Voyaging Southward from the Strait of Magellan

Voyaging Southward from the Strait of Magellan

Voyaging Southward from the Strait of Magellan

Voyaging Southward from the Strait of Magellan


Here is a story that treats of a great many bad characters--that is, of those blood-and-thunder fellows who, it is supposed, under pressure of misfortune at home, or natural lawlessness, have fled to the frontier and over, as to the only refuge that would tolerate them. And, as the scene of the story is the worst frontier in the world, its characters are, presumably, the very dregs of humankind, the froth of wickedness. Among them are cannibals, poachers, soldiers, brawlers, missionaries, a governor, a murderer or two, a minister's son, and a Holy-jumper.

Of his own character the author has found it difficult, impossible in fact, to write with honesty. The assumption of incorruptible virtue, by authors of books of travel, has become a fixed tradition, that one who would hold the attention of the virtuous reader would not do well to violate.

And yet, one sensitive to truthfulness may well shrink from such bold-faced effrontery. Therefore have I chosen to cry out my confession in the market place; yet discreetly, in the remote and unfrequented market of the introduction: here, where perchance no curious passer-by will pause to listen, I beat my breast, and, in the best Russian manner, cry out, "Hear ye! hear ye! The 'I' of 'Voyaging,' who through twenty-four chapters parades his virtue, is a myth, a humbug. He is a sinful man."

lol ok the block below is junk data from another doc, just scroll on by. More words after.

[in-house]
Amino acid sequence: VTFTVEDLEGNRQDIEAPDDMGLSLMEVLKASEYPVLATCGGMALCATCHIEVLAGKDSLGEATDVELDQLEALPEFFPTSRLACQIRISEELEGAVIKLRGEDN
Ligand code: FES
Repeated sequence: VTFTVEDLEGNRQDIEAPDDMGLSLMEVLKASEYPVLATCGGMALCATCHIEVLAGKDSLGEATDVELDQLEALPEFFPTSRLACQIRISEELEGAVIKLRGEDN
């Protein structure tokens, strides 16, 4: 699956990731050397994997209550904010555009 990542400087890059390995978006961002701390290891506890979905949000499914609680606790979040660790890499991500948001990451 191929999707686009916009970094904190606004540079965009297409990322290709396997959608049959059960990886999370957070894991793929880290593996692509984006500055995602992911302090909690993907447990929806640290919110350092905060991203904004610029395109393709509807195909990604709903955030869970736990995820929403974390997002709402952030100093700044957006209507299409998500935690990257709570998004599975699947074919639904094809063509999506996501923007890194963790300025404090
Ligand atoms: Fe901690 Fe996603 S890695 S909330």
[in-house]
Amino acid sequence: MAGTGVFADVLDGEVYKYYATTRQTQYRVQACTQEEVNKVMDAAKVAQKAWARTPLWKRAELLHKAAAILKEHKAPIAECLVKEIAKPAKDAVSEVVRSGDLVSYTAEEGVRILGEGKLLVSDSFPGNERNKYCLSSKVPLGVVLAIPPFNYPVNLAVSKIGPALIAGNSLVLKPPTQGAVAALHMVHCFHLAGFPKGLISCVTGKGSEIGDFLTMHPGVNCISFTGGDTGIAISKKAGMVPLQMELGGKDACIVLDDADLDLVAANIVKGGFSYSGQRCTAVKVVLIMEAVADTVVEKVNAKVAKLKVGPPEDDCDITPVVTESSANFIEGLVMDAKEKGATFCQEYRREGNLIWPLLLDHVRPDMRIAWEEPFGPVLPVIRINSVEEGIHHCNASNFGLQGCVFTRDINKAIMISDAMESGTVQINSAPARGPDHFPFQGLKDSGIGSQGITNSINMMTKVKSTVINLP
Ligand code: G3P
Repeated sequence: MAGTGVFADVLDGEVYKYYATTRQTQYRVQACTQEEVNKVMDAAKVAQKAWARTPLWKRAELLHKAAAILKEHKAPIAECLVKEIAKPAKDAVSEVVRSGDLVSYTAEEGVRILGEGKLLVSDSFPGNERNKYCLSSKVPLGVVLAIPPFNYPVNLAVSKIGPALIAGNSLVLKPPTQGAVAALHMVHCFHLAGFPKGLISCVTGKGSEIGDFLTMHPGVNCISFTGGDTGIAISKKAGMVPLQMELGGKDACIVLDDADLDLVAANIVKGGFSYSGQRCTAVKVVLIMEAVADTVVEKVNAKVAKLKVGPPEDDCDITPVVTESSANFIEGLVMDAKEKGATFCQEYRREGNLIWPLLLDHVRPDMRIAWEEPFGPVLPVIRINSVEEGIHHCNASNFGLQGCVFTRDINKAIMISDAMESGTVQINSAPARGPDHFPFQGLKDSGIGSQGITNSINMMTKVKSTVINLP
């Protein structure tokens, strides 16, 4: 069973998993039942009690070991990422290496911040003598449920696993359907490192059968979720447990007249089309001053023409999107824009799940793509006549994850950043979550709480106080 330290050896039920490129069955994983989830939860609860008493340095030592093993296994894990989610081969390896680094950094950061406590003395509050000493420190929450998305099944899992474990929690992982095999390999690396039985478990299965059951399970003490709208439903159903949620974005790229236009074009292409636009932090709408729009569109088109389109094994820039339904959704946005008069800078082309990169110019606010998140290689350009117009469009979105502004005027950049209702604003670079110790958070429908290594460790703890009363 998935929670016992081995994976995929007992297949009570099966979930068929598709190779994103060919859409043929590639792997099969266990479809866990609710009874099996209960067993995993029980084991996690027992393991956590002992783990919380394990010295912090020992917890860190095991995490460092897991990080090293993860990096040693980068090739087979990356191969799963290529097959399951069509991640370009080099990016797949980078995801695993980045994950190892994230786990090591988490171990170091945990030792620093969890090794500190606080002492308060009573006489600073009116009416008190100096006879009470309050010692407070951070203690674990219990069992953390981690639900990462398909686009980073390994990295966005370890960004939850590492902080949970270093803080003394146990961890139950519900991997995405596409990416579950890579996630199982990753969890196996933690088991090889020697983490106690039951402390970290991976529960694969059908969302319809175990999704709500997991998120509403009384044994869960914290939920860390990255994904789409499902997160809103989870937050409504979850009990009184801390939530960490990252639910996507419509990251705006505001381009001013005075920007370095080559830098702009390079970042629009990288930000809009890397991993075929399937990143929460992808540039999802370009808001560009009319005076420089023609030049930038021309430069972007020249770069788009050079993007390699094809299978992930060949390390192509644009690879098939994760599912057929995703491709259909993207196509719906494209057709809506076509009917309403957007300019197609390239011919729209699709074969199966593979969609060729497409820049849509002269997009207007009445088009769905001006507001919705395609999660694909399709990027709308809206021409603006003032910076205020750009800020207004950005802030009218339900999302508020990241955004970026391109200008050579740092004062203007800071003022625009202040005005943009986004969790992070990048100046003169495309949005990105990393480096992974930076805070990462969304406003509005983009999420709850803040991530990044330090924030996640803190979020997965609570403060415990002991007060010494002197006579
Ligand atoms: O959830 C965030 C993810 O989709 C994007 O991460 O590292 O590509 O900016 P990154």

And in proof of it (for, as a boast of virtue is evidence of wickedness, and of wickedness the contrary, proof is needed), I mind the reader of a discrepancy in Chapter II of the book. There, while our poverty is laid bare, and the hand of others' generosity is displayed as fitting out my mate and me with many things, it is not told how and where we got our food supplies for a voyage of many months. Where we procured them, since the story of that would involve several persons of high position, will not be told: but how, is my confession. We stole them.

We stole them in three separate raids.

On the first raid we netted two hundred pounds of sugar (the owner of this, José Curtze, who later became a close friend of mine, will open his eyes and, I trust, not close his heart at this confession), four hundred pounds of flour, twenty pounds of coffee, ten pounds of tea, twenty-five pounds of beans, six bottles of ketchup, a case of milk, and as much again of things that I've forgotten. The get-away was made in broad daylight.

The second raid was on a dark midnight. We had discovered a cache of stolen table luxuries that some thief had secreted, waiting an opportunity to remove it. "The miserable thief!" we cried; and it gave me some satisfaction to reflect that in this case two wrongs made one unquestionable right. Not stopping to look over our find, we conveyed it in sacks out over the harbor to our boat. What was our pleasure, on . . .

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